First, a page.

WEST CHESTER – When Senior Judge Thomas G. Gavin last week asked George A. Athanasatos what he did for a living – in an attempt to gauge whether the defendant could post bail following his sentencing on retail theft and conspiracy charges – Athanasatos responded modestly that he sold cars, “used cars.”
He might have added that he was a retired art thief whose 1989 caper stealing valuable vases from museums up and down the East Coast made newspaper headlines across the country, but that might have been a bit off-topic.
Athanasatos, 57, of Brooklyn, N.Y., faces a sentence of 17-to-48 months in state prison for his role in a series of retail thefts of computer ink-jet cartridges from Staples’ stores during 2008 and 2009 in Exton and King of Prussia. Those thefts, of items that sell for between $25 and $50, are more than a little down market from his former booty, precious Chinese and American ceramic works which the FBI valued at more than $3.5 million.
But Athanasatos, who was imprisoned for the art thefts for more than two years in the early 1990s, seems to have made a career out of the Staples thefts. He was sentenced to 2 ½ to seven years in prison in New York for similar thefts in 2007, has seven prior convictions for retail theft in New Jersey, and is now facing trial for alleged ink jet thefts in North Carolina, in addition to his Chester County conviction.
Gavin – who noted dryly the defendant’s extensive record of criminal conduct in handing down his sentence Thursday — allowed Athanasatos to remain free pending appeal of his convictions provided he post $5,000 cash bail. He did so Friday.
He is represented by West Chester attorney Joseph P. Green Jr., who said his client plans to appeal a decision of Gavin’s that allowed the prosecution to use testimony about a retail theft of which Athanasatos was suspected of taking part, but never charged, at his trial.
The pudgy, balding New Yorker left the courtroom with Green on Thursday, promising to return with the cash for his bail.
Athanasatos was arrested by West Whiteland Police Detective Scott Pezick in 2010 for stealing 39 in jet cartridges valued at $1,843 in December 2009. He was caught in part because he was recognized by the store manager as part of the crew of men that had stolen cartridges from the same store in October 2008, a year before.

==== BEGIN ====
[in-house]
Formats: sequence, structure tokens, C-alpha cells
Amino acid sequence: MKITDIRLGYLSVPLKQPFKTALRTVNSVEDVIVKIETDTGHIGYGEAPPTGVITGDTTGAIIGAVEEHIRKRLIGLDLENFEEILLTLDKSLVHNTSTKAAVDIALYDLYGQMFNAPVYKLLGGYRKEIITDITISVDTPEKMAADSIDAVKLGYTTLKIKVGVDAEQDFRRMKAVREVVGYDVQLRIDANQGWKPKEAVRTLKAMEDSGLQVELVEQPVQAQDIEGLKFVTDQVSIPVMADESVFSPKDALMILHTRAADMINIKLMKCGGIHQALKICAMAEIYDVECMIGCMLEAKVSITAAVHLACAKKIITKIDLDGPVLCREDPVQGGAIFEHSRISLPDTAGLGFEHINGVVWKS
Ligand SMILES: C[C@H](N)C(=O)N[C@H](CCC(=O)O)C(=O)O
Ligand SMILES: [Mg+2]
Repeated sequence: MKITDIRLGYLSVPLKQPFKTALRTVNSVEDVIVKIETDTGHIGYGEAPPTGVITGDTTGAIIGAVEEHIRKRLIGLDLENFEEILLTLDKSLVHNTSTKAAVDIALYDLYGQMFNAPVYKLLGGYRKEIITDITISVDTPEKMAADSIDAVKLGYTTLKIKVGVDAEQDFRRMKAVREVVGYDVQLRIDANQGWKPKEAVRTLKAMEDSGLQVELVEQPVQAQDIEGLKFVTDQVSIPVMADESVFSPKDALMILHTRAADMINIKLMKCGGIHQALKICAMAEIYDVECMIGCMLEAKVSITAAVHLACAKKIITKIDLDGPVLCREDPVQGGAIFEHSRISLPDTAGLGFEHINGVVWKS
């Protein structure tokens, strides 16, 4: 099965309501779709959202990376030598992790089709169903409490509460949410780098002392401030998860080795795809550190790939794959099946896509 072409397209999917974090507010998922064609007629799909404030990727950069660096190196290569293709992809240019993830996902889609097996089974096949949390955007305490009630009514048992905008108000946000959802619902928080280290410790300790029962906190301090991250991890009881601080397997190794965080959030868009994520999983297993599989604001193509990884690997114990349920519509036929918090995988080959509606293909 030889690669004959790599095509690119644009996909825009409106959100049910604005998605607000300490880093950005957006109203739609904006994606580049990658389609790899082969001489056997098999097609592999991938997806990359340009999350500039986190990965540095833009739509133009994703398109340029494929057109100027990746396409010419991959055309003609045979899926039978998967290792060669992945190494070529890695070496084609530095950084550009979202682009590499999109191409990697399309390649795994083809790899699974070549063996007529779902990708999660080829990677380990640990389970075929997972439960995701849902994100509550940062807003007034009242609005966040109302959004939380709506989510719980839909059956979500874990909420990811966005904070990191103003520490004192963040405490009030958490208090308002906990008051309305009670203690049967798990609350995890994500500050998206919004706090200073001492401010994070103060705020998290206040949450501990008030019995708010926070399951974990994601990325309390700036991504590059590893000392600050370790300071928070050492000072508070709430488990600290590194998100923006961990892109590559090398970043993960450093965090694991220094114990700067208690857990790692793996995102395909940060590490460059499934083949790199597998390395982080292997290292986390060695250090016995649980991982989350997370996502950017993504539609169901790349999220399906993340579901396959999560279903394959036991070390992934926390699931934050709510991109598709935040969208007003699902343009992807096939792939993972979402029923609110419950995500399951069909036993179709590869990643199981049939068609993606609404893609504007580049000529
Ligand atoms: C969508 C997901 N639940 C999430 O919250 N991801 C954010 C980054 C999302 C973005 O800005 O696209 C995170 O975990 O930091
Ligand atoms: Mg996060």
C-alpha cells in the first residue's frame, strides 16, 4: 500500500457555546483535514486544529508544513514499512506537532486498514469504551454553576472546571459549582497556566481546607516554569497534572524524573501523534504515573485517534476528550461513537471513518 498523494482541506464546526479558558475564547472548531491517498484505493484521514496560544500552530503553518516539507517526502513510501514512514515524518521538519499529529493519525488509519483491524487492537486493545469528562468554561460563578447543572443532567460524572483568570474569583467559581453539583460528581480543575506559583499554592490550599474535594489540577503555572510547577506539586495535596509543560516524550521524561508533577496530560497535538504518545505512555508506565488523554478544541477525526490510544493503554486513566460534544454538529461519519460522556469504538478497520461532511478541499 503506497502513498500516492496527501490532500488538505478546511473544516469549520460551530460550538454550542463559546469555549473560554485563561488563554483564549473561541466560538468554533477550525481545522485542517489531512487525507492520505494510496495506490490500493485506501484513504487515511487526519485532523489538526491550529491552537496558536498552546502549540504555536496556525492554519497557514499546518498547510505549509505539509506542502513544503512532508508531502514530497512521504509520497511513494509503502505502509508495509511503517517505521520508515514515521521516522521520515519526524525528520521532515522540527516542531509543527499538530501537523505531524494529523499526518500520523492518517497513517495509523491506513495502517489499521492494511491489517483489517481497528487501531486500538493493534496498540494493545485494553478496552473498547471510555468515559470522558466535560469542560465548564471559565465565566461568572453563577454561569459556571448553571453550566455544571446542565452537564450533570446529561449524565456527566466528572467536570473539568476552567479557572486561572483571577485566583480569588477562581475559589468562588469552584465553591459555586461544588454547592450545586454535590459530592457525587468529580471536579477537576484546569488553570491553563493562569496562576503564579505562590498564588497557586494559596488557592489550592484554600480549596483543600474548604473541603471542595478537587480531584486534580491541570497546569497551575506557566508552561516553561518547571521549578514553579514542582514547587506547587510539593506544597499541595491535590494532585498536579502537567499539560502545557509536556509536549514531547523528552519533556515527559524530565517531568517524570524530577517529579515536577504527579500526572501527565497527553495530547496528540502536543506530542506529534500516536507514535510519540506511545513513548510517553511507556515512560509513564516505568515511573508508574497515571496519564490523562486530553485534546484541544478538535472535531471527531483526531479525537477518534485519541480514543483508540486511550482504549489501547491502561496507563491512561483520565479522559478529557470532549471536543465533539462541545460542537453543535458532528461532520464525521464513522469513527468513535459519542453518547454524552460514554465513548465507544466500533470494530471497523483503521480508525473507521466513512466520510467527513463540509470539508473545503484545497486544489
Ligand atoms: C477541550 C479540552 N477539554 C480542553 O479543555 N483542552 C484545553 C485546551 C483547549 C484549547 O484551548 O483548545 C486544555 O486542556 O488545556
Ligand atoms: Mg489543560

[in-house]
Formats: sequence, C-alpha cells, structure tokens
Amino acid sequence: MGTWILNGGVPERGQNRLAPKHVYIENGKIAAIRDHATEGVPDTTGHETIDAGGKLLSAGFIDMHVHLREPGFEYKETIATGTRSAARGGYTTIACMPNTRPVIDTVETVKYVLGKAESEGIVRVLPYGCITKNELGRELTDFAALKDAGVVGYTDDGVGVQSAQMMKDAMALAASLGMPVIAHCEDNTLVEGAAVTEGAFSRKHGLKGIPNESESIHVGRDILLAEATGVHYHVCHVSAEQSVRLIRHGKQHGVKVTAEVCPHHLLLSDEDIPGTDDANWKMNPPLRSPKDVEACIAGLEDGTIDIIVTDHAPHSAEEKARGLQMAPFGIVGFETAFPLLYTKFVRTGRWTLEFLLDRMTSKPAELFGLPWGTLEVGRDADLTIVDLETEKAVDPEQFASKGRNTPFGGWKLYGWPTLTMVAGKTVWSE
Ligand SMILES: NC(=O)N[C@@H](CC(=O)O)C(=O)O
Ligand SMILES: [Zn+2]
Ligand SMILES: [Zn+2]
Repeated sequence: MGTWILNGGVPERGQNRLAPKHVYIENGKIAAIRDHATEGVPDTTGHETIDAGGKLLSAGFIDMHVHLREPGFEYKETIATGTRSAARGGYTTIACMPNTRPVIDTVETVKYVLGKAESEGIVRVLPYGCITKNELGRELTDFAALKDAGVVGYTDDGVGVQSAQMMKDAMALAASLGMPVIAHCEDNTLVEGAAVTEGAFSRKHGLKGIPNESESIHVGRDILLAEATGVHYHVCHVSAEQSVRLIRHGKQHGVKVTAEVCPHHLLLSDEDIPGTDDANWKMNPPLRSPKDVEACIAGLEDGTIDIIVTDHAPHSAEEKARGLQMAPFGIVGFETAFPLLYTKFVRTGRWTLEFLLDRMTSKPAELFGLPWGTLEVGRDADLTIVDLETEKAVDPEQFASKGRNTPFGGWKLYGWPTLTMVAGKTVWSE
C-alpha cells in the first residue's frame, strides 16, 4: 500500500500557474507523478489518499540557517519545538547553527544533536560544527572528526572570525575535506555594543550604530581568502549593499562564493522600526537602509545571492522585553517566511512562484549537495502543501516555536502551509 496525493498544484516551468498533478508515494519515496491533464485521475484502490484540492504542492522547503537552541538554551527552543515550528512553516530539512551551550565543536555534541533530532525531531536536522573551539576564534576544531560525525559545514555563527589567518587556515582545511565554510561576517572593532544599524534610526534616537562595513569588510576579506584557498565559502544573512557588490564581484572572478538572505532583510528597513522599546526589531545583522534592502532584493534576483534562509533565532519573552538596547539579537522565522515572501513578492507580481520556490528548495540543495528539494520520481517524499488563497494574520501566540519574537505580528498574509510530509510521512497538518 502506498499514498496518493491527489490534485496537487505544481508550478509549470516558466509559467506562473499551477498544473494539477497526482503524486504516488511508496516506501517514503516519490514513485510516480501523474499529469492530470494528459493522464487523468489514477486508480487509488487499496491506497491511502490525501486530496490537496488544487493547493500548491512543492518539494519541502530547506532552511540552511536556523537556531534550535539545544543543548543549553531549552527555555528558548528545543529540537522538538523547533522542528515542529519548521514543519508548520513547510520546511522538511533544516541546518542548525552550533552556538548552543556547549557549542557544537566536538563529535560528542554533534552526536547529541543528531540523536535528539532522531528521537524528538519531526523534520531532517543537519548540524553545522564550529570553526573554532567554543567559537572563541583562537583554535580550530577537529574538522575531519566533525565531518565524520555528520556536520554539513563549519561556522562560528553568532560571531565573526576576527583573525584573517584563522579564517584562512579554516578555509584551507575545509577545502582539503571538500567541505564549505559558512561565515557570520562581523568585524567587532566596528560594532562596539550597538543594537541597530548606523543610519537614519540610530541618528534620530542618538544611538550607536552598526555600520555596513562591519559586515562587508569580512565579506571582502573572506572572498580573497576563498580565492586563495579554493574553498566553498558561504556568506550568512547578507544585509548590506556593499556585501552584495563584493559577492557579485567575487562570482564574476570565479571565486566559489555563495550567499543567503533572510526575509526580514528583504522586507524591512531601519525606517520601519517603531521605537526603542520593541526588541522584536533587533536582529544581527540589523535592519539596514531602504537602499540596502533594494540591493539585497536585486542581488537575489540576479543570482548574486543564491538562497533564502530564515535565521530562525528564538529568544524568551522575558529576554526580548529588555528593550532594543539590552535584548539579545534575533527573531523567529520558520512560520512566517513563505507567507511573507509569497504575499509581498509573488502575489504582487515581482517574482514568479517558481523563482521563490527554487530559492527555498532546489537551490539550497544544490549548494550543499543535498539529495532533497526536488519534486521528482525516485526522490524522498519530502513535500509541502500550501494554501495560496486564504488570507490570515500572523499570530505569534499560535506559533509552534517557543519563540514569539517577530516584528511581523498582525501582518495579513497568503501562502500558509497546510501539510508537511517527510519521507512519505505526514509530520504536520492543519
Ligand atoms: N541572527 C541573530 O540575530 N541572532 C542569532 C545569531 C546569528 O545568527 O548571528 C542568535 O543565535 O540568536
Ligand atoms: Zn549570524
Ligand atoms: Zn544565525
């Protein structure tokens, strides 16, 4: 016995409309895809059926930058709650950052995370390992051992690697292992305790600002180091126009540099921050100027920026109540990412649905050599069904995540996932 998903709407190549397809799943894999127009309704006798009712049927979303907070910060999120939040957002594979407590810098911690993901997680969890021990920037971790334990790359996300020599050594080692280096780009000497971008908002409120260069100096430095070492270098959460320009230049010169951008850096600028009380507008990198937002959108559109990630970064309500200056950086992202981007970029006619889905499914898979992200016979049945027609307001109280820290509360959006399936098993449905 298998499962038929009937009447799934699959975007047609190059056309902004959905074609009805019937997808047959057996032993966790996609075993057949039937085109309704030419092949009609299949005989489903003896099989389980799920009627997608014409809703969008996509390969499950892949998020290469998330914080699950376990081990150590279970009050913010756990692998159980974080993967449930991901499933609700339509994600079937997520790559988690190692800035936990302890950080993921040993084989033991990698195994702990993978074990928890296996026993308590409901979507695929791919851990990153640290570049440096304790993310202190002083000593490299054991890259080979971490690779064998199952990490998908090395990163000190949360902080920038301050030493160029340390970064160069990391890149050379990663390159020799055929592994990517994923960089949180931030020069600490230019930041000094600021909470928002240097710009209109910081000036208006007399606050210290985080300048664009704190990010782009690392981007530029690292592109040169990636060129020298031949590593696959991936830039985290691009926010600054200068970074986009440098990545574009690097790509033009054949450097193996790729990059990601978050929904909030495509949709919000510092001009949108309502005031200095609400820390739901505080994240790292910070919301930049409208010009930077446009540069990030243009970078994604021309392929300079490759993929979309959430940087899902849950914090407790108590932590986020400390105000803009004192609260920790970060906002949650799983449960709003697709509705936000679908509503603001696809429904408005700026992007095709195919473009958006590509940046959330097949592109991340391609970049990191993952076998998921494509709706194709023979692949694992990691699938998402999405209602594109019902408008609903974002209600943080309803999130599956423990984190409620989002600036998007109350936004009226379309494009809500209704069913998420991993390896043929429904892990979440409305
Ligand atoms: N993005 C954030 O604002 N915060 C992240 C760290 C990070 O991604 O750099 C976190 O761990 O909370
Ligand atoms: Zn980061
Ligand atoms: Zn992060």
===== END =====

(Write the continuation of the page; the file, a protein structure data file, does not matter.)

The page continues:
According to the charges that he was tried and found guilty of by a Common Pleas Court jury in April, the theft is well orchestrated. Athanasatos and two other men would come into a store and begin selecting items from the racks, including large poster board and a garbage can.
The men would use the poster board to shield from security cameras them taking numerous ink jet cartridges from the aisle racks, placing them in the garbage can. They then go to the rear of the store, where they stuff the cartridges in specially constructed vest underneath a baggy coat one of the men wears.
To get out of the store, one of the men would take an item through the store’s entrance doors to distract the employees, giving the man with the cartridges a chance to make his way out of the store.
The scheme was discovered in October 2008, when an off duty West Goshen police officer spotted a man in a car outside the Staples at the West Goshen center, removing ink jet cartridges from inside his coat. When he tried to question the man, he ran from the scene, leaving the car behind.
Searching the car, police found not only a load of ink jet cartridges, but also a list of Staples stores in southeastern Pennsylvania, and maps of where they were located. The West Goshen manager contacted the manager at the Staples in Exton, Lee Zola, who reviewed the store security tape and saw three men stealing ink jet cartridges earlier that evening.
“It was well planned out,” said Assistant District Attorney Max O’Keefe, who prosecuted the case against Athanasatos.
It was not until 2009, when West Whiteland police investigated the December incident, that the were able to match Athanasatos to the 2008 theft, as well as one at
the Staples on DeKalb Pike in Upper Merion where an audit showed thieves had gotten away with more than $2,700 in merchandise. Zola was able to identify Athanasatos as the man who he had seen on videotape from the 2008 case.
Charges of retail theft and conspiracy against Athanasatos were initially dismissed by a magisterial district judge, but were upheld when they were later re-filed in July 2010. He was found guilty of three counts of retail theft and two counts of conspiracy.
In sentencing Athanasatos, Gavin also ordered him to spend six years on probation after his release.
In March 1989, Athanasatos, then 34, was one of two men from Brooklyn who were charged with stealing works of art valued at $3.5 million from six museums, according to published reports. Among the objects were a 14th century Chinese vase worth $2 million, a Ming Dynasty bowl valued at $450,000, a ceramic vase known in art circles as the “Mona Lisa” of American ceramics worth $500,000, and a 17th century Tibetan statue encrusted with mother of pearl and rubies.
The art works were taken from museums in Boston, Baltimore, Detroit, Syracuse and Albany, N.Y., and Columbus, Ohio. James Fox, then head of the New York office of the FBI, told reporters that most of the thefts took place by removing them from display cases that did not have burglar alarms during normal museum hours.
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